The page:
The callback will be a list of DetectedFace, called for each image processed

    faces.forEach {
        when {
            (it.confidence < 0.5) && it.hasMask -> {
                // Process "someone has a mask"
            (it.confidence < 0.5) && !it.hasMask -> {
                // Process "someone Doesn't have a mask"

In addition to hasMask and confidence, you can also get the face's boundingBox, and the corresponding picture (which will be a square slightly larger than the actual bounding box, for better display).

Note that this API does not work exactly like the built-in humansAround detection, in that for each detection a new DetectedFace object is returned, you cannot compare the items to the previously received list.

This means that once a human wearing a mask is in front of Pepper, this callback will be called very often - if your goal is to make Pepper give a custom welcome, you may want to add a timer to avoid giving too often, or wait before not seeing anybody (or better, not seeing anybody during e.g. one second) before allowing Pepper to give a welcome again.

Using the tablet camera

Pepper's tablet camera has the advantage of having a slightly better framerate, but doesn't always correspond to the angle Pepper is looking at.

Before you use it, you need to make sure you have the permissions to do that, as explained here. Once you have the permission, you can create a BottomCameraCapturer and start detecting:

    val capturer = BottomCameraCapturer(this, this)
    val detection = FaceMaskDetection(detector, capturer)
    detection.start { faces ->
        // Handle faces here

Using the head camera

The head camera has the advantage of tracking humans Pepper sees, and looks at them from a slightly better angle, but has a less good framerate. Note that head tracking relies on Pepper's built-in human awareness to have detected the human, which will not happen as easily for people wearing face masks.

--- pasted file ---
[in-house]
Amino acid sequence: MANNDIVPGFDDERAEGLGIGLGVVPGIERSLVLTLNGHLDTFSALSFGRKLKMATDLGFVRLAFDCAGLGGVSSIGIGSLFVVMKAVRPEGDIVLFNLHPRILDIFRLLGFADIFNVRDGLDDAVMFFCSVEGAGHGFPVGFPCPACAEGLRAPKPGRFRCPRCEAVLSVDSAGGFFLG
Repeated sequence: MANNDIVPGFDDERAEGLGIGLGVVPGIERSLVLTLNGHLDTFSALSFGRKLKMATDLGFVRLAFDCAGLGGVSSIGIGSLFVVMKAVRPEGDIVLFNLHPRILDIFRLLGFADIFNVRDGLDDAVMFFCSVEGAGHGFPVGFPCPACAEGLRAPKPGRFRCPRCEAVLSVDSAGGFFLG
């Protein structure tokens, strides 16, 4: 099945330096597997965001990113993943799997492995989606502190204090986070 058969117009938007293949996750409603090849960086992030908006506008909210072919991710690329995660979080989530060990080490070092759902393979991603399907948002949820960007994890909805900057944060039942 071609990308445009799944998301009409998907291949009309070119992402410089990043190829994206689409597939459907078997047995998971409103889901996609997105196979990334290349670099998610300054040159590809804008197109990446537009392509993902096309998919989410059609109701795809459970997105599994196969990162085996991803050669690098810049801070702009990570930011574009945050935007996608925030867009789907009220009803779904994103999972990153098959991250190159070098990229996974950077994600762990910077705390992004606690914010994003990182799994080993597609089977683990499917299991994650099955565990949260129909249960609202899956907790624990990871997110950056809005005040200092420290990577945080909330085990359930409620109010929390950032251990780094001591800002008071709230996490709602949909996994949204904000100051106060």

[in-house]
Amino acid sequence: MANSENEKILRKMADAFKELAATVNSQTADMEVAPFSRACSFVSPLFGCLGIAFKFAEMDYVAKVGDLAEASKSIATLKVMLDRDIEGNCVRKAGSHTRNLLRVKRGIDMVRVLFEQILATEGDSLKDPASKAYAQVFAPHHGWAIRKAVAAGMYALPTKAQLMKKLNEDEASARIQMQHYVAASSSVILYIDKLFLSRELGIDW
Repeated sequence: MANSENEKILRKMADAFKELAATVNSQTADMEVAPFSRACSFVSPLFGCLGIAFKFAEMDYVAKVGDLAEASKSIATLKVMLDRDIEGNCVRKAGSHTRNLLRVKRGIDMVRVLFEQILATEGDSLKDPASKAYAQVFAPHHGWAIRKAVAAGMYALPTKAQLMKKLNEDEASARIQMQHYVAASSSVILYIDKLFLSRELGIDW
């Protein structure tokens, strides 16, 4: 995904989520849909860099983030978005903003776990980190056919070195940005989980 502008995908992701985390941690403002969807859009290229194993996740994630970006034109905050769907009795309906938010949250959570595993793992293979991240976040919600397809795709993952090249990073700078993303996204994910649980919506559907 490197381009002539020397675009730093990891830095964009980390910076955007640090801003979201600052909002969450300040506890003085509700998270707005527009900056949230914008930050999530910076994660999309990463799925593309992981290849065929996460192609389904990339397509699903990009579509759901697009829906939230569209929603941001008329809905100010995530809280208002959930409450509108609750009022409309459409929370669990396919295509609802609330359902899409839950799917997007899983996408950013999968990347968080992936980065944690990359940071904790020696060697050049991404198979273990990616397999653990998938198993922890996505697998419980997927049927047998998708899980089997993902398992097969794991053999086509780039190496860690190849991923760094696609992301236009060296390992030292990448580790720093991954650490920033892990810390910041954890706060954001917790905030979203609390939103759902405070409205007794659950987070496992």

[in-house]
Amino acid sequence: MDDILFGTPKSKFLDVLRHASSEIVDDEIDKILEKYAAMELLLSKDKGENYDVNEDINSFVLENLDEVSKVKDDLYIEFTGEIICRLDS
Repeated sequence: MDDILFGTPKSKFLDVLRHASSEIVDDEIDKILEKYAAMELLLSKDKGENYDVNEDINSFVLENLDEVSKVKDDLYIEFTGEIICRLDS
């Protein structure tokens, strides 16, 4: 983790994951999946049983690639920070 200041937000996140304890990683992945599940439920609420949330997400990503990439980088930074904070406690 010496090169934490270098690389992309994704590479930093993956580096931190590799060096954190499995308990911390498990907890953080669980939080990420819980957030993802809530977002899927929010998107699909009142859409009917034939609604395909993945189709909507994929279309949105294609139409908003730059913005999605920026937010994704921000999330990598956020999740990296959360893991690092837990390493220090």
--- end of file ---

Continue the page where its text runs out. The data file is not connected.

To use the head's camera, use the TopCameraCapturer, that requires a qiContext, in onRobotFocusGained:

    override fun onRobotFocusGained(qiContext: QiContext) {
        val detector = AizooFaceMaskDetector(this)
        val capturer = TopCameraCapturer(qiContext)
        val detection = FaceMaskDetection(detector, capturer)
        detection.start { faces ->
            // Handle faces here

Advanced usage

Use a different version of OpenCV

It is possible to replace the version of OpenCV contained in this project. Though the complete method on how to do it exactly is left out of this README.

Using your own detector

There are two ways of changing how detection works:

  1. By replacing the model by another model
  2. By implementing your own detector class

1. By replacing the model by another model

The quality of the mask detection (and face detection) mostly depends of the quality of the model used, and it may be possible to build a better one (there are a lot of shapes and colors of face masks, as well as shapes and colors of faces, it's possible that the model built by AIZoo does not cover enough of them, or does not handle children well, etc.).

2. By implementing your own detector class

The provided one uses OpenCV, but it's also possible to make one using e.g. Tensorflow Lite or any other technology. You just need to subclass FaceMaskDetector, and implement the function recognize, that takes a picture, and returns a list of faces.

    fun recognize(picture: Bitmap): List<DetectedFace>

6. User privacy

This application handles images of user's faces. It does not store them or send them to any external server; make sure your usage complies with local regulation, such as the GDPR in Europe.


This project is licensed under the BSD 3-Clause "New" or "Revised" License - see the COPYING file for details; except for the OpenCV parts - see OPENCV_LICENSE in the project Github folder.

For the whole library and all the instructions, please go and see the project on Github.

Github Logo
Green Guy with glasses
Senior Software Engineer